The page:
Major global banks will charge customers to hold deposits in currencies such as Swiss francs and the Danish krone in an effort to extract profits from those looking to escape the controversial euro. The two countries have pared interest rates as a way of keeping their currencies from appreciating.
Bank of New York Mellon (NYSE: BK) and State Street (NYSE: STT), two of the world's largest custodial banks, are charging insurance firms, asset management companies and related institutions to hold deposits in francs and kroner, according to Bloomberg.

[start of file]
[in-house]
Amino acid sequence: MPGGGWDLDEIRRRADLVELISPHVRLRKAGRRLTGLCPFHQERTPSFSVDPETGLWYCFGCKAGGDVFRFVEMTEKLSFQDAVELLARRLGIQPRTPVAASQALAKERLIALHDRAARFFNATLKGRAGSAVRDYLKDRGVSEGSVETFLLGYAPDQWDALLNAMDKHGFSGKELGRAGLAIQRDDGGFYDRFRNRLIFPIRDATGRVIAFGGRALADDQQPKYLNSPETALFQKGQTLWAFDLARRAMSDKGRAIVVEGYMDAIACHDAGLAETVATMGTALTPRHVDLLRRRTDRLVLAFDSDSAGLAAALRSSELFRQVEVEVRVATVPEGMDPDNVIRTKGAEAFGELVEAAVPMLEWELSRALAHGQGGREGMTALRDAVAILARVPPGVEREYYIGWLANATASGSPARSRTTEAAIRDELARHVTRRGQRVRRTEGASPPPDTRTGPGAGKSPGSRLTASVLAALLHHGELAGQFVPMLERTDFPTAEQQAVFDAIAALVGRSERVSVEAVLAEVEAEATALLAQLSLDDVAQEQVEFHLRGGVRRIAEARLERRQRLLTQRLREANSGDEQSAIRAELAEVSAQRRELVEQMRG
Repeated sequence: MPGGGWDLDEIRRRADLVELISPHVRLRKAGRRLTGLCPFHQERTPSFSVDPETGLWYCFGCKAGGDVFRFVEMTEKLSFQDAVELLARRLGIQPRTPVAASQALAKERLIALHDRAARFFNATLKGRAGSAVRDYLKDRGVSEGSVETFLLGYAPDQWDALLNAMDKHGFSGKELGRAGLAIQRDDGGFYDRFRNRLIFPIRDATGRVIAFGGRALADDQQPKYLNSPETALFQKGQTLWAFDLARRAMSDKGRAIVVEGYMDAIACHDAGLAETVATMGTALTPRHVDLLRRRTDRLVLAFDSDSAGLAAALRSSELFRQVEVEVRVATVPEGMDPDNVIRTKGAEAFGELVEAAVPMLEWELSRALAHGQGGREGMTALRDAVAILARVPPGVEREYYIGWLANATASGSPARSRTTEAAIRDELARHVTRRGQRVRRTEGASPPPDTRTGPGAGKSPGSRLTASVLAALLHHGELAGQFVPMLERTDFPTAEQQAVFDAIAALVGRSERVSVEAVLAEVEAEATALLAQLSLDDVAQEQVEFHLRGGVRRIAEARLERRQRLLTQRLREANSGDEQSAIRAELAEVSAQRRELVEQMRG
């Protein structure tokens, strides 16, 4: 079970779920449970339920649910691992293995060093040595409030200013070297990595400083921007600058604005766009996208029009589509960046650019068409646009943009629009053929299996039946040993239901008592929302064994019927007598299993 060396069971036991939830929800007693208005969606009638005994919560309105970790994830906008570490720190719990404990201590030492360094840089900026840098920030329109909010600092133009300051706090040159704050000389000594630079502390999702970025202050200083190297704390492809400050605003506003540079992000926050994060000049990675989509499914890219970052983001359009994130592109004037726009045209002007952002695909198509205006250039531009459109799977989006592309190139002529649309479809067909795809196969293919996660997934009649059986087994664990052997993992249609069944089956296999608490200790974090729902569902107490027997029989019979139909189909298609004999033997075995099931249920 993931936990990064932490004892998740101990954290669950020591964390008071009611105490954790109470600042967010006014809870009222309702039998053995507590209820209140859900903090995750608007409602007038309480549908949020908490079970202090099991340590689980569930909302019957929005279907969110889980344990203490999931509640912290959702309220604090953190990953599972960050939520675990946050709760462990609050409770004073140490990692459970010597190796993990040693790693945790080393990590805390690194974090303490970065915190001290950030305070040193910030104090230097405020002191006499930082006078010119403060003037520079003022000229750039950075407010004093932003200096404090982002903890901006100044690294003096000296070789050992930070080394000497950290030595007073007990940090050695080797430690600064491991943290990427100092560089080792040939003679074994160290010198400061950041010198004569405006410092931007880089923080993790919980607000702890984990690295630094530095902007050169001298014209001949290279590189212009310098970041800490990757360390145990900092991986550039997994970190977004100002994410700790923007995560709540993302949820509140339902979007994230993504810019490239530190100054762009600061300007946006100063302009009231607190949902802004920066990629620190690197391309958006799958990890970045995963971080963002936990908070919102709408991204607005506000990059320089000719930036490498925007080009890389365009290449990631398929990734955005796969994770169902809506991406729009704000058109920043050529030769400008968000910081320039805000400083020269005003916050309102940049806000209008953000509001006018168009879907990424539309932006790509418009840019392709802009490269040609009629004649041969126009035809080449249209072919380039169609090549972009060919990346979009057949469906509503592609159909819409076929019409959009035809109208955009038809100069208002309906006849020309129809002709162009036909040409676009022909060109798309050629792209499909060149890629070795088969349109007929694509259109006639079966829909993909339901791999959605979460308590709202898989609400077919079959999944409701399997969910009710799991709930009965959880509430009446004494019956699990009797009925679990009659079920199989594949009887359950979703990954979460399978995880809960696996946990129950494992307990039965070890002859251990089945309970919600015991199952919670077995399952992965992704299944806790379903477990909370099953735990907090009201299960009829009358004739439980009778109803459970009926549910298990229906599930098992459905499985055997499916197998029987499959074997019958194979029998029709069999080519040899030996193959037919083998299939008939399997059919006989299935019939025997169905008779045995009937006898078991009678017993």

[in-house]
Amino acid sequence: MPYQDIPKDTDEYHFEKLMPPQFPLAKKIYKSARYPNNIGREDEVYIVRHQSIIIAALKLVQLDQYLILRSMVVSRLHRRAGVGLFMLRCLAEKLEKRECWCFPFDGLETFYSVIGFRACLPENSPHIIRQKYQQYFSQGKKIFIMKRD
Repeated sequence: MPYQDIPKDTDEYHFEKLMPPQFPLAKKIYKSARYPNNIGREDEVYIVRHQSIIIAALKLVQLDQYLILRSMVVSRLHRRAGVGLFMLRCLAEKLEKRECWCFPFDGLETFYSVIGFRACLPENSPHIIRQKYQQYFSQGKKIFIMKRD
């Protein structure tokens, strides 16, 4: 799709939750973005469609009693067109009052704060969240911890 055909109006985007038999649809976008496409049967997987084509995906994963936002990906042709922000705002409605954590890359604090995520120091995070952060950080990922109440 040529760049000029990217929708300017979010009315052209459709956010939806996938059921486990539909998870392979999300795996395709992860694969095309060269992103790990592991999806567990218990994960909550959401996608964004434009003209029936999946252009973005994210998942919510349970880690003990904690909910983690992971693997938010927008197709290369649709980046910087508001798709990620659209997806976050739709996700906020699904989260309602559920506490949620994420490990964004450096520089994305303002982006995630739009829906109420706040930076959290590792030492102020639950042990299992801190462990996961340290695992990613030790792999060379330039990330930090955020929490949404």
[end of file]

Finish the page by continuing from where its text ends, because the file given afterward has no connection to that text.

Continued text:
BNY Mellon started charging for krone deposits last month a person with knowledge of the matter said, but the company is not charging for deposits in francs, Bloomberg reported.
As the eurozone's sovereign debt crisis has escalated, so have concerns over bank runs. Earlier this year, withdrawals from Greek banks were averaging two billion to three billion euros per month. Analysts speculated the bulk of those deposits were heading to Nordic countries such as Denmark, Norway and Sweden.
Those countries along with Switzerland have all retained AAA credit ratings amid the eurozone crisis. State Street is charging 0.25 percent for accounts in francs, Bloomberg reported. The CurrencyShares Swiss Franc Trust (NYSE: FXF) fell on the news on Monday.
This article was originally published on Benzinga
, and is republished here with permission.
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